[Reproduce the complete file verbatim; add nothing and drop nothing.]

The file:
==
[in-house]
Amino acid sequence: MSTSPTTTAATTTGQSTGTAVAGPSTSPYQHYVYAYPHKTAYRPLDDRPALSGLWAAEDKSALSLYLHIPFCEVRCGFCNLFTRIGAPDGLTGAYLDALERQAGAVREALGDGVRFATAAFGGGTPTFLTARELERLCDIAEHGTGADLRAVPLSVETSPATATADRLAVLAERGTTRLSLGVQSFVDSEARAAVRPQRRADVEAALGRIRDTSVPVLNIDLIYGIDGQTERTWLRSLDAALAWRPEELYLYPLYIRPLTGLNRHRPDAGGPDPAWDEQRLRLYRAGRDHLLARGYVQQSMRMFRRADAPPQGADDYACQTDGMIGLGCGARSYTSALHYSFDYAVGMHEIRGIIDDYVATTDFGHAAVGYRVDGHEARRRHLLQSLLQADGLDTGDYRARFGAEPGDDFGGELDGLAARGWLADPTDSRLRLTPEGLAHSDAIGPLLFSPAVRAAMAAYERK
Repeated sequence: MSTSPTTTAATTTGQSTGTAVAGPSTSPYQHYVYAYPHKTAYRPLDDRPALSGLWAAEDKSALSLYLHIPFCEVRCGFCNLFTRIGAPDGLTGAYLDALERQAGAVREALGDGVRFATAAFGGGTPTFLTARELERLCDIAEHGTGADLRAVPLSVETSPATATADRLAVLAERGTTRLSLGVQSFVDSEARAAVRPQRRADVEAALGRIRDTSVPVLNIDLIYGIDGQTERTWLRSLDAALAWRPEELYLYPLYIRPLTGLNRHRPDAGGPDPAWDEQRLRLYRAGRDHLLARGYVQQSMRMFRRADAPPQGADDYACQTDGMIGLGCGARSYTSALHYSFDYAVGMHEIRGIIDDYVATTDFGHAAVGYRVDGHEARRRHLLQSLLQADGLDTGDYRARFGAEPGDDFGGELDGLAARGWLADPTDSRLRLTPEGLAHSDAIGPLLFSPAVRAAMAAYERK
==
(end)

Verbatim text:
[in-house]
Amino acid sequence: MSTSPTTTAATTTGQSTGTAVAGPSTSPYQHYVYAYPHKTAYRPLDDRPALSGLWAAEDKSALSLYLHIPFCEVRCGFCNLFTRIGAPDGLTGAYLDALERQAGAVREALGDGVRFATAAFGGGTPTFLTARELERLCDIAEHGTGADLRAVPLSVETSPATATADRLAVLAERGTTRLSLGVQSFVDSEARAAVRPQRRADVEAALGRIRDTSVPVLNIDLIYGIDGQTERTWLRSLDAALAWRPEELYLYPLYIRPLTGLNRHRPDAGGPDPAWDEQRLRLYRAGRDHLLARGYVQQSMRMFRRADAPPQGADDYACQTDGMIGLGCGARSYTSALHYSFDYAVGMHEIRGIIDDYVATTDFGHAAVGYRVDGHEARRRHLLQSLLQADGLDTGDYRARFGAEPGDDFGGELDGLAARGWLADPTDSRLRLTPEGLAHSDAIGPLLFSPAVRAAMAAYERK
Repeated sequence: MSTSPTTTAATTTGQSTGTAVAGPSTSPYQHYVYAYPHKTAYRPLDDRPALSGLWAAEDKSALSLYLHIPFCEVRCGFCNLFTRIGAPDGLTGAYLDALERQAGAVREALGDGVRFATAAFGGGTPTFLTARELERLCDIAEHGTGADLRAVPLSVETSPATATADRLAVLAERGTTRLSLGVQSFVDSEARAAVRPQRRADVEAALGRIRDTSVPVLNIDLIYGIDGQTERTWLRSLDAALAWRPEELYLYPLYIRPLTGLNRHRPDAGGPDPAWDEQRLRLYRAGRDHLLARGYVQQSMRMFRRADAPPQGADDYACQTDGMIGLGCGARSYTSALHYSFDYAVGMHEIRGIIDDYVATTDFGHAAVGYRVDGHEARRRHLLQSLLQADGLDTGDYRARFGAEPGDDFGGELDGLAARGWLADPTDSRLRLTPEGLAHSDAIGPLLFSPAVRAAMAAYERK